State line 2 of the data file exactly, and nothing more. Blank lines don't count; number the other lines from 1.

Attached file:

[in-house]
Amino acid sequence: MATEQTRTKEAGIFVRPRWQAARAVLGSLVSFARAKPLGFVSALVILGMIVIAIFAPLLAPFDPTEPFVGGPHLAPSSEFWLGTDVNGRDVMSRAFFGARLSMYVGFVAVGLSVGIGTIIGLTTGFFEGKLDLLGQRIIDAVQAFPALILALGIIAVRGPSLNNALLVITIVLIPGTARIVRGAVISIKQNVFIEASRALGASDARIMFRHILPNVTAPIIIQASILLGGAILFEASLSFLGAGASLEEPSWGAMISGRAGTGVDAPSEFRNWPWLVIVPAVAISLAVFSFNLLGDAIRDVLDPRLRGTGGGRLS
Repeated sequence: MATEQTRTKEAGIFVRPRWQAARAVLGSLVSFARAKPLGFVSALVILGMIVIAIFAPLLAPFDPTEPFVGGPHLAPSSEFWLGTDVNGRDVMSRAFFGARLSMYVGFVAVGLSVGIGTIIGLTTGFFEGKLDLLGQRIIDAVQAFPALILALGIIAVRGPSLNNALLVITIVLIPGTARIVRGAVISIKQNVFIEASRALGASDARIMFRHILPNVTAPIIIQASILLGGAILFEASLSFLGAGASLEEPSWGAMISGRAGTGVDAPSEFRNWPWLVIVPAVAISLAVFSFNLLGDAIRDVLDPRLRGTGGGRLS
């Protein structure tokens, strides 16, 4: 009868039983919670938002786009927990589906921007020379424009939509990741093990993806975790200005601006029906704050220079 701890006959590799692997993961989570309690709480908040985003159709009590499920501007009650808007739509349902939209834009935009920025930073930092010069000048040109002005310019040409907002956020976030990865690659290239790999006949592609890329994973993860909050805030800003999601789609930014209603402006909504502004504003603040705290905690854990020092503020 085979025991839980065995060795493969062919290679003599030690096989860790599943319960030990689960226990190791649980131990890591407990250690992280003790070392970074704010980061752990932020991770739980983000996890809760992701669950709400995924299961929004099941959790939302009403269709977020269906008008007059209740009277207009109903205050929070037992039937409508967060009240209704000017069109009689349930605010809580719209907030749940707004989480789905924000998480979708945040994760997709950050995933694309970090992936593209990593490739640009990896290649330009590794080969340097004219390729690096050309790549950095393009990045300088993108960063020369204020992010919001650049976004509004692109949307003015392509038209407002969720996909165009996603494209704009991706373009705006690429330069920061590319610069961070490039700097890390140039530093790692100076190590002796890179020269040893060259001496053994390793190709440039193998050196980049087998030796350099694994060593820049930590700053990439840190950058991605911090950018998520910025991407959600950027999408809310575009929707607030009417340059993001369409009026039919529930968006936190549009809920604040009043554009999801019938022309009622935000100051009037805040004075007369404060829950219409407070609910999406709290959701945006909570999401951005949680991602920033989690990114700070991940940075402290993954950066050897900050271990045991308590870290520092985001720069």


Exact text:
Amino acid sequence: MATEQTRTKEAGIFVRPRWQAARAVLGSLVSFARAKPLGFVSALVILGMIVIAIFAPLLAPFDPTEPFVGGPHLAPSSEFWLGTDVNGRDVMSRAFFGARLSMYVGFVAVGLSVGIGTIIGLTTGFFEGKLDLLGQRIIDAVQAFPALILALGIIAVRGPSLNNALLVITIVLIPGTARIVRGAVISIKQNVFIEASRALGASDARIMFRHILPNVTAPIIIQASILLGGAILFEASLSFLGAGASLEEPSWGAMISGRAGTGVDAPSEFRNWPWLVIVPAVAISLAVFSFNLLGDAIRDVLDPRLRGTGGGRLS